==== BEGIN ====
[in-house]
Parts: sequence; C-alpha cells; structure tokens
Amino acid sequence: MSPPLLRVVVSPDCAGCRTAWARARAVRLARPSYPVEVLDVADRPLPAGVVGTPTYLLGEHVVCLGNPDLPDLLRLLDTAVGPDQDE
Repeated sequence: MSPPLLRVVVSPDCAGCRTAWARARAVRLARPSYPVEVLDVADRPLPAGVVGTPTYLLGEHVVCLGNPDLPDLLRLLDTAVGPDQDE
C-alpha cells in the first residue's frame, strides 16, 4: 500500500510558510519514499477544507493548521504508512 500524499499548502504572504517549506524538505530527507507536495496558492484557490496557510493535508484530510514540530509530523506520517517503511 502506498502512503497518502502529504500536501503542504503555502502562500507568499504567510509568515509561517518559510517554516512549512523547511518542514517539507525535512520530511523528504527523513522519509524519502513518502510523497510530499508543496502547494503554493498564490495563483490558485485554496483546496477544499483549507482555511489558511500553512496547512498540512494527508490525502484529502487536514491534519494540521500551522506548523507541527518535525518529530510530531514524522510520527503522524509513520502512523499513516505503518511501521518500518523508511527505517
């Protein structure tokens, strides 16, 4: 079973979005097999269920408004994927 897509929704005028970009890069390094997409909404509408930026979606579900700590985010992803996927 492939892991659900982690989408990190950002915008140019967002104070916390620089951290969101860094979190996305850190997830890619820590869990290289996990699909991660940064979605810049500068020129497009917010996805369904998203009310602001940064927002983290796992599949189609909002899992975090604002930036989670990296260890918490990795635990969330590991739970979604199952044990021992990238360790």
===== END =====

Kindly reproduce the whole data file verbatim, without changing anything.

[in-house]
Parts: sequence; C-alpha cells; structure tokens
Amino acid sequence: MSPPLLRVVVSPDCAGCRTAWARARAVRLARPSYPVEVLDVADRPLPAGVVGTPTYLLGEHVVCLGNPDLPDLLRLLDTAVGPDQDE
Repeated sequence: MSPPLLRVVVSPDCAGCRTAWARARAVRLARPSYPVEVLDVADRPLPAGVVGTPTYLLGEHVVCLGNPDLPDLLRLLDTAVGPDQDE
C-alpha cells in the first residue's frame, strides 16, 4: 500500500510558510519514499477544507493548521504508512 500524499499548502504572504517549506524538505530527507507536495496558492484557490496557510493535508484530510514540530509530523506520517517503511 502506498502512503497518502502529504500536501503542504503555502502562500507568499504567510509568515509561517518559510517554516512549512523547511518542514517539507525535512520530511523528504527523513522519509524519502513518502510523497510530499508543496502547494503554493498564490495563483490558485485554496483546496477544499483549507482555511489558511500553512496547512498540512494527508490525502484529502487536514491534519494540521500551522506548523507541527518535525518529530510530531514524522510520527503522524509513520502512523499513516505503518511501521518500518523508511527505517
């Protein structure tokens, strides 16, 4: 079973979005097999269920408004994927 897509929704005028970009890069390094997409909404509408930026979606579900700590985010992803996927 492939892991659900982690989408990190950002915008140019967002104070916390620089951290969101860094979190996305850190997830890619820590869990290289996990699909991660940064979605810049500068020129497009917010996805369904998203009310602001940064927002983290796992599949189609909002899992975090604002930036989670990296260890918490990795635990969330590991739970979604199952044990021992990238360790």